The crust on my french bread never turns out "crusty" like it does in restaurants, what am I doing wrong?


5 Answers 5


To promote a crust on a bread (ie. getting it 'crusty'), the bread must be baked in two phases. First, steam must be introduced (and not vented) for about a third of the bake time. Then, you must evacuate the steam and bake the remainder of time dry. This is the trick to making crusty breads. Also critical in the promotion of crust is temperature. You must bake crusty breads at a high temp., at least 400 degrees (which is what I bake my crusty-style breads at).

Also of note, crusty breads tend to be lean doughs, that is one without a high fat content.


The answer provided by mrwienerdog is true, but short on details.

  1. Heat oven to at least 500 degrees F, ideally with a pizza stone inside. Also inside should be a thick metal pan that can handle having water poured into it. Carefully position shaped, proofed bread on a pizza peel or unrimmed baking pan that is generously dusted with corn meal.
  2. Heat 1 c. water to near boiling.
  3. When your oven is heated, open oven and slide bread onto stone (or place the baking pan on the rack if you don't have a stone). Add 1 c. water to the metal pan that you heated in the oven.
  4. Open the oven after 30 seconds. Mist the sides of your oven (being careful to avoid the glass pane, which may shatter if in contact with cold water when hot). Do this twice more. Then lower your baking temperature to the prescribed temperature.

This amount of water should be the correct amount to promote the critical early steam without steaming your bread for the entire baking time.

  • 1
    I've found that the misting isn't really necessary if you're using the pan-with-water technique. Just to warn you though... I used a cookie sheet for this and over time it had a tendency to rust, so maybe use a pan you don't care if this is its only purpose.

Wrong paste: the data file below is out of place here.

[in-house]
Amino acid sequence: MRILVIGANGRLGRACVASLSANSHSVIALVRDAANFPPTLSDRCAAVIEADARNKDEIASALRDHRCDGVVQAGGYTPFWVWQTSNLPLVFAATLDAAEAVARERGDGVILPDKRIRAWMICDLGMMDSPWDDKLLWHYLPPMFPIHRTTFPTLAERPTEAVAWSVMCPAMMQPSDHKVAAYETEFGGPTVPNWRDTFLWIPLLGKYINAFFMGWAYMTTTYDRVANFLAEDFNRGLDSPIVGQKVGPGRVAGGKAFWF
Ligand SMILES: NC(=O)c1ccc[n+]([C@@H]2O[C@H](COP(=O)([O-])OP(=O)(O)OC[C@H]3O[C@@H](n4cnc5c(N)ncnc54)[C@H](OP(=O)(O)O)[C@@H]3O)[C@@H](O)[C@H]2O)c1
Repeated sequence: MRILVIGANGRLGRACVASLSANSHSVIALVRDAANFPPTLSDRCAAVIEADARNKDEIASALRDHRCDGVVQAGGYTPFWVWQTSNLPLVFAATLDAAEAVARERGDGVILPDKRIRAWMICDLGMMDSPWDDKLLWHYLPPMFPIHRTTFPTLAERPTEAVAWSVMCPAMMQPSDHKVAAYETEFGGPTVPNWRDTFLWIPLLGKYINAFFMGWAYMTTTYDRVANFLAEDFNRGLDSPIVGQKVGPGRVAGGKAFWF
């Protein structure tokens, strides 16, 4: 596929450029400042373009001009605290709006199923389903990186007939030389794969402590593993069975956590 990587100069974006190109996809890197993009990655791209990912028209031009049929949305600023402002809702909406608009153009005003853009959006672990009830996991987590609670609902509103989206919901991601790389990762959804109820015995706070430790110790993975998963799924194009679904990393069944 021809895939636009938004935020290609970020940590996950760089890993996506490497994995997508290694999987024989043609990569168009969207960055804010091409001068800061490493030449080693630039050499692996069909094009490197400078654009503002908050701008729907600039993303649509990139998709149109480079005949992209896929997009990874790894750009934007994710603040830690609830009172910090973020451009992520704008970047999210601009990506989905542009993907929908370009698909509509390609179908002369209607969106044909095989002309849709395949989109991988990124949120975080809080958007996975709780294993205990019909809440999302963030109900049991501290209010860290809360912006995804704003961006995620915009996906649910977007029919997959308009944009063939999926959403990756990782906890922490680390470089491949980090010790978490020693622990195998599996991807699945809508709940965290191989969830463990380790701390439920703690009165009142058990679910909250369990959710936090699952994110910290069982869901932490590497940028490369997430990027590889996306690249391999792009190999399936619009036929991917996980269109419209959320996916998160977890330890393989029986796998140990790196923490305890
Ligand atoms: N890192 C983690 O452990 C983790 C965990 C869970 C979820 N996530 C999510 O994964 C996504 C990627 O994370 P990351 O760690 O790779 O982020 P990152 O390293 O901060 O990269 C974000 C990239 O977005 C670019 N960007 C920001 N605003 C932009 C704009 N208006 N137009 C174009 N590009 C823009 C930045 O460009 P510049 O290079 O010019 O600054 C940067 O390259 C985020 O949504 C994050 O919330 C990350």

– Allison
    Commented Jan 26, 2011 at 17:58

As mentioned below, you need to maintain a high temperature and steam the loaf for part of the baking time.

An easy way to get both of these things in a home oven is to use a covered cast-iron or ceramic pot and pre-heat it with the oven. The mass of the cast-iron maintains a consistent temperature, and the cover allows the loaf to steam in its own water.

There is more detail on this method here: http://www.nytimes.com/2006/11/08/dining/08mini.html?_r=1


When we made this bread at school, they told us to throw a few icecubes into the bottom of the oven every 5-10 minutes while baking. These are gas ovens, not sure if it makes a difference between electric or gas. But the bread I made with this method turned out fantastic!


I have a 30" oven and what works for me was to place a small cast iron pan with lava rocks on the lower rack and the stone on the middle rack. Preheat oven to 500F and have 1/4 to 1/3 cup of boiling water ready. Put your loaves on the stone , pour the water over the lava rocks, close the door, turn down to 425F. Bake about 35 to 45 min keeping watch for the degree of color you want.Too much water will result in the loaf having a caramelization of the crust, which looks dark brown and shines. Try venting oven 1/2 way thru cooking and again at 3/4 time if you have a oven with a good seal.

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